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National Quail Symposium Proceedings

Abstract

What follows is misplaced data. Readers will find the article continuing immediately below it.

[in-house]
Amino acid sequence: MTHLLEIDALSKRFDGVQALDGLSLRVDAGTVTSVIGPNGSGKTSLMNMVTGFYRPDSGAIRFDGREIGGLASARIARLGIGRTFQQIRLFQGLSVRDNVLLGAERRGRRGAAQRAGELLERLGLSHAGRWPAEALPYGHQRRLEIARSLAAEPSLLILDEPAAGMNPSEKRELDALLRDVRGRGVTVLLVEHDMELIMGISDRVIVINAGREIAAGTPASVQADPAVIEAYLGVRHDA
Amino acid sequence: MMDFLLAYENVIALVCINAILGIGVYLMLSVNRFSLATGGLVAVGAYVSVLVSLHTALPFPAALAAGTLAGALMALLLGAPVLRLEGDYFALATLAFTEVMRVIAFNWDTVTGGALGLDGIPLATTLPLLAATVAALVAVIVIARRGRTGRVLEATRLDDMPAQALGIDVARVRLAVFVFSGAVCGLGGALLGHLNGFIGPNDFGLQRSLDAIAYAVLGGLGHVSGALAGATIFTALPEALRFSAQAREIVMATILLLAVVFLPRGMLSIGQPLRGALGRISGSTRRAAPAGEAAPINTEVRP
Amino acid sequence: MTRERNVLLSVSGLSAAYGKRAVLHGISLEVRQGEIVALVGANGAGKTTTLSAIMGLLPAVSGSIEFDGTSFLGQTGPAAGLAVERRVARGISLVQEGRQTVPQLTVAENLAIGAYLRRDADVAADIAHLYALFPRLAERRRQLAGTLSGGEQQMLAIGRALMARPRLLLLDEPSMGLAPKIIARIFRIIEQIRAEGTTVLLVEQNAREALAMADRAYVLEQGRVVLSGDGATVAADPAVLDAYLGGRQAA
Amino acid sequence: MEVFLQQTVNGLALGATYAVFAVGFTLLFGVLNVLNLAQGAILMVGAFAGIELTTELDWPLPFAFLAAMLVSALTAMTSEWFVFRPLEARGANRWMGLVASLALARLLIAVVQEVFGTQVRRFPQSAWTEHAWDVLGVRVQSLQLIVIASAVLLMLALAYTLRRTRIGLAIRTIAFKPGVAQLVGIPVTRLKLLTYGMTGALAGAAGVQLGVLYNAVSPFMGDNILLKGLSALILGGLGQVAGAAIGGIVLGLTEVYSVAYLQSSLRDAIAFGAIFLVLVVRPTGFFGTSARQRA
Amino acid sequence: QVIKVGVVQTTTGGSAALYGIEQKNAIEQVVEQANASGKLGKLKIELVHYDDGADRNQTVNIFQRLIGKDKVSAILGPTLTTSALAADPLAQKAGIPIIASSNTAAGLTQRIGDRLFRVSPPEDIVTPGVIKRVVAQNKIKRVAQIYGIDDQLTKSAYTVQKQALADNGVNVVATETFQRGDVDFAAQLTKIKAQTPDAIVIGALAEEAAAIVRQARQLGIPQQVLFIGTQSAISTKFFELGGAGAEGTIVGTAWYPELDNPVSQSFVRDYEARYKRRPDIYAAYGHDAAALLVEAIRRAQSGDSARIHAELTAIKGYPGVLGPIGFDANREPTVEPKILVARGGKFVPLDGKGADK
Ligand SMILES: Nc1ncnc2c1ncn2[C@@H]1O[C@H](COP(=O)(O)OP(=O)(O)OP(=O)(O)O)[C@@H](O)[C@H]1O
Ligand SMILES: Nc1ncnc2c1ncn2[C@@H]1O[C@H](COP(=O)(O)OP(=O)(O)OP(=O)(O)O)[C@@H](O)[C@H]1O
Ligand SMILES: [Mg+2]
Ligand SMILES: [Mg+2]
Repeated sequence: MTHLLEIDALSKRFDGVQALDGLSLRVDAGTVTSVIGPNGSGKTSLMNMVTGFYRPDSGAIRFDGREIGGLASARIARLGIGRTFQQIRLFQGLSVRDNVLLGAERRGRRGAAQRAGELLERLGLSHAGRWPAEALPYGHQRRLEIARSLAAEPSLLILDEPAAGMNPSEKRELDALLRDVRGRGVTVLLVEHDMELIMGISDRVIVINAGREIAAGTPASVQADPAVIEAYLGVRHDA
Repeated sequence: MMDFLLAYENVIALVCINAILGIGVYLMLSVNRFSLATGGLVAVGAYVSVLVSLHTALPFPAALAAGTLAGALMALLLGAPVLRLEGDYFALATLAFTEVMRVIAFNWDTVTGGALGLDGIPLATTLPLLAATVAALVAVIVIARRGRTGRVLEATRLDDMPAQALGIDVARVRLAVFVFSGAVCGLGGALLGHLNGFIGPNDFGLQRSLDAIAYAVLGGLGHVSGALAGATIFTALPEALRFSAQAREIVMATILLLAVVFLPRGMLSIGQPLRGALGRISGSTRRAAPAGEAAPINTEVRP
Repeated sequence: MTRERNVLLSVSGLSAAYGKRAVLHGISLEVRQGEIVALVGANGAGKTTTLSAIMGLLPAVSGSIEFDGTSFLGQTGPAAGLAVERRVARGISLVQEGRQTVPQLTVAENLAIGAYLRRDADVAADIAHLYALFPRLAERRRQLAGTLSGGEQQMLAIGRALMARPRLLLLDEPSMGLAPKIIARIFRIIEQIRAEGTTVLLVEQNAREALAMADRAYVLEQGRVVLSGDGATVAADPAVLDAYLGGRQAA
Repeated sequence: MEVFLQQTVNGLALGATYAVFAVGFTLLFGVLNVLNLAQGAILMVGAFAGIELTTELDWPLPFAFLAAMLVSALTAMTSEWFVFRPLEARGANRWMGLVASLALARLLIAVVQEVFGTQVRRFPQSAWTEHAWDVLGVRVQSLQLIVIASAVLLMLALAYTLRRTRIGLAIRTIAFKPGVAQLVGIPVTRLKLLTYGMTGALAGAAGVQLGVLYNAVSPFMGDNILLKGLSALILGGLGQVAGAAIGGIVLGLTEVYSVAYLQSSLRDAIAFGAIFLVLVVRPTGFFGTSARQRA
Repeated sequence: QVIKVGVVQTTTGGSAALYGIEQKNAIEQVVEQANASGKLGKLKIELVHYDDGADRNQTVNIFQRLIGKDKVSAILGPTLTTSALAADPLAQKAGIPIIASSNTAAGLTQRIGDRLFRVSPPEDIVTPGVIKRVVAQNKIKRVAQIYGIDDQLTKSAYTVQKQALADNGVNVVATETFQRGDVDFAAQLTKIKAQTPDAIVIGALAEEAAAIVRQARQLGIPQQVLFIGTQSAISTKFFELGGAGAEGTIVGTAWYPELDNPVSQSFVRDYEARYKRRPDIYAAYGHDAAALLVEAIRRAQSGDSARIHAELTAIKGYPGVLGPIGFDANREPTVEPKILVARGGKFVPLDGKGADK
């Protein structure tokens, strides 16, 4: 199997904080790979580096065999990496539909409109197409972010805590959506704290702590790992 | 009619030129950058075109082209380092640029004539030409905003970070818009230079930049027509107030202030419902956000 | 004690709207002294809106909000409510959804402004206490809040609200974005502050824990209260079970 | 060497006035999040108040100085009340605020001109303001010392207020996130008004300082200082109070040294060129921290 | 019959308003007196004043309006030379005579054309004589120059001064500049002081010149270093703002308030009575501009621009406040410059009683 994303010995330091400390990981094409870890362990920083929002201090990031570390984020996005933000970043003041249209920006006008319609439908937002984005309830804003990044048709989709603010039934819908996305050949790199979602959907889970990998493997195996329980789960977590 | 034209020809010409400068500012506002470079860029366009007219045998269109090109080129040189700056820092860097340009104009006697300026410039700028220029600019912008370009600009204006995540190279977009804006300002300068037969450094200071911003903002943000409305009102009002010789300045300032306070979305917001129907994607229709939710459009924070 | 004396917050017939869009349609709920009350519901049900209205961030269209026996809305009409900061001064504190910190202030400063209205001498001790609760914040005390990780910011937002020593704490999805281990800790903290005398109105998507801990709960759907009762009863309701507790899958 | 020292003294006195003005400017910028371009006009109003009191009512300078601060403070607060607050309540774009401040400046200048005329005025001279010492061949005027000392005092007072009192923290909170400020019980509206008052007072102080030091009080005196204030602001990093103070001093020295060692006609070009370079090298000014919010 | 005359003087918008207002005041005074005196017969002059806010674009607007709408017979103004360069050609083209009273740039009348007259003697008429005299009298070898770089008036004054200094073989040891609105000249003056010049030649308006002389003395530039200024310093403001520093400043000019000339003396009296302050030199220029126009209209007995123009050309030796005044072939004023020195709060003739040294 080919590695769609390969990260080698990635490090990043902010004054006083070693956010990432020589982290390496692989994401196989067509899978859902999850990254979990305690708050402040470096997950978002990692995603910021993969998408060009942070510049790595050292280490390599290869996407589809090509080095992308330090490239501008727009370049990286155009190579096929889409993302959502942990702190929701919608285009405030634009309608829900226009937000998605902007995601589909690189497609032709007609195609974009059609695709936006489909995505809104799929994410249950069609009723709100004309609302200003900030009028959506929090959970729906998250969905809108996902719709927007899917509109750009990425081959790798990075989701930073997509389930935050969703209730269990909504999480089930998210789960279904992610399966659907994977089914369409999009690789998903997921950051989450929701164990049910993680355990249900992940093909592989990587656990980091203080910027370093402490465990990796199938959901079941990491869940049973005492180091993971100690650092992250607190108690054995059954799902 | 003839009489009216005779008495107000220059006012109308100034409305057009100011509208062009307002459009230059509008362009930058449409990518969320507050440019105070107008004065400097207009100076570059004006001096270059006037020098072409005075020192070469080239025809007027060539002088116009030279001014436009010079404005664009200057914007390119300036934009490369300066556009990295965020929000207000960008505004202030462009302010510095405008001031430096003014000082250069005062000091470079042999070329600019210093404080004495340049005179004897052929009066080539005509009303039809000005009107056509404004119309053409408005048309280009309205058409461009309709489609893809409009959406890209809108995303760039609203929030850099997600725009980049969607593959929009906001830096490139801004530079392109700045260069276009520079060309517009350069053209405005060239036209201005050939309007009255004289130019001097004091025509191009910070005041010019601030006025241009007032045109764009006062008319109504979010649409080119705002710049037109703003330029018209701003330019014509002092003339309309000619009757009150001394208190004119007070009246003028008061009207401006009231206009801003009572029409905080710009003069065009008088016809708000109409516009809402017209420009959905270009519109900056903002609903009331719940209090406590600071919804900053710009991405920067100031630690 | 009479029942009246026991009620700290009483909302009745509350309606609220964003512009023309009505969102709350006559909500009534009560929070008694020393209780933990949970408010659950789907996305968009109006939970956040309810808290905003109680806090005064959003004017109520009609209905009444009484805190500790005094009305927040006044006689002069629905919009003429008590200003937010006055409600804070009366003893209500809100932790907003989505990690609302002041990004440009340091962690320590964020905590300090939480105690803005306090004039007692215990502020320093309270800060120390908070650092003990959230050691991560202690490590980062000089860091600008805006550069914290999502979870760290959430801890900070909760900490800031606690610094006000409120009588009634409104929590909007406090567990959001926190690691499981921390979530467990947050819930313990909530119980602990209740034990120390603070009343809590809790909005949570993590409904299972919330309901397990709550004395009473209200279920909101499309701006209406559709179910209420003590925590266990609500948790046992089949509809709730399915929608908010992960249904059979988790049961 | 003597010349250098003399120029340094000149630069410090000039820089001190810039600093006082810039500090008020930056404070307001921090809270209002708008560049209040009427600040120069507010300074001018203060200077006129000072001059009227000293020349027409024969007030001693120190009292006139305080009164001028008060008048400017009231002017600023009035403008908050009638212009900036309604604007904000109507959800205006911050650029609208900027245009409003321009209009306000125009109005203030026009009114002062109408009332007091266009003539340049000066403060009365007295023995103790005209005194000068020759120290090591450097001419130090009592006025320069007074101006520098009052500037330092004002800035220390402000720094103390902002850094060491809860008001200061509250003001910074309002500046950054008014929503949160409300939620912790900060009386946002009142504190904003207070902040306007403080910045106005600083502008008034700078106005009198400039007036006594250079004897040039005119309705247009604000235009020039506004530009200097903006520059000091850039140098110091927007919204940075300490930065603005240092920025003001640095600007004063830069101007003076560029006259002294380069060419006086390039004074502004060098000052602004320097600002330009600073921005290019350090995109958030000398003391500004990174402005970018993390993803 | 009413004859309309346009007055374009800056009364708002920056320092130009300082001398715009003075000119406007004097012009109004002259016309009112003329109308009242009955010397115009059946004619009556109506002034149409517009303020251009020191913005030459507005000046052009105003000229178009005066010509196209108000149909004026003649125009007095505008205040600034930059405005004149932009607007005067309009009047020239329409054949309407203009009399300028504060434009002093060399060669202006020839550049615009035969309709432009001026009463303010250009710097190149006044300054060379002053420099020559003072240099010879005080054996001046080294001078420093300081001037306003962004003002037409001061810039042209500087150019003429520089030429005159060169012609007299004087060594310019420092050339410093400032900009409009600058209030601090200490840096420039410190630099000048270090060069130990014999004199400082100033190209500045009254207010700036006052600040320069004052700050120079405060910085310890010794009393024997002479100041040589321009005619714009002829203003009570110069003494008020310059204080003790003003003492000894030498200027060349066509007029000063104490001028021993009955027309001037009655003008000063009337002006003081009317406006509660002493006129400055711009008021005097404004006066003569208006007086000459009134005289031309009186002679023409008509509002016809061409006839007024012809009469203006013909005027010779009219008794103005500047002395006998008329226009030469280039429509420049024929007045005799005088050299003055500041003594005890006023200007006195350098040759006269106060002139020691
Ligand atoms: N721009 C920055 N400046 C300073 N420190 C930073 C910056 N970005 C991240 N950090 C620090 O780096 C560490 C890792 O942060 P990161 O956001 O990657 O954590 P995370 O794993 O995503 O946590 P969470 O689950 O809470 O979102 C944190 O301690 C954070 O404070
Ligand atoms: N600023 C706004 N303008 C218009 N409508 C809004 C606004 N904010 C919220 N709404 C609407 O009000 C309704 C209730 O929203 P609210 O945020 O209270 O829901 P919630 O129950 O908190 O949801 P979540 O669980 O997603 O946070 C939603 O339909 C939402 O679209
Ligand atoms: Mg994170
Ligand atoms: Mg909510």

Feral swine (Sus scrofa) have increased both spatially and numerically in the Rolling Plains of northwest Texas. Resource managers have little information on the interrelationships between feral swine and native species such as the northern bobwhite (Colinus virginianus). Nest predation by feral swine could adversely affect bobwhite reproduction. Honey mesquite (Prosopis glandulosa) and redberry juniper (Juniperus pinchotii) are the dominant woody plants in northwestern Texas and prescribed burning is used to manage both species. Two experiments were conducted to determine the extent of feral swine depredation on artificial quail nests. In 1992-93, we monitored nest loss in mesquite and juniper habitats for six weeks. Total depredation reached 85 and 98% after three and six weeks respectively, during 1992, compared to 60 and 92% in 1993. Feral swine depredation of artificial bobwhite nests was 33% across years and was evenly distributed between vegetation types. During three-week periods in June and July 1994, depredation was greater (P<0.001) in an unburned (90%) pasture than in unburned areas within a burned (32%) pasture. Decreased predator activity in the burned pasture was probably due to temporary prey displacement and less forage. Feral swine depredation of artificial bobwhite nests was 14% in 1994. Feral swine could potentially have negative impacts for northern bobwhites in mesquite and juniper habitats of northwest Texas.

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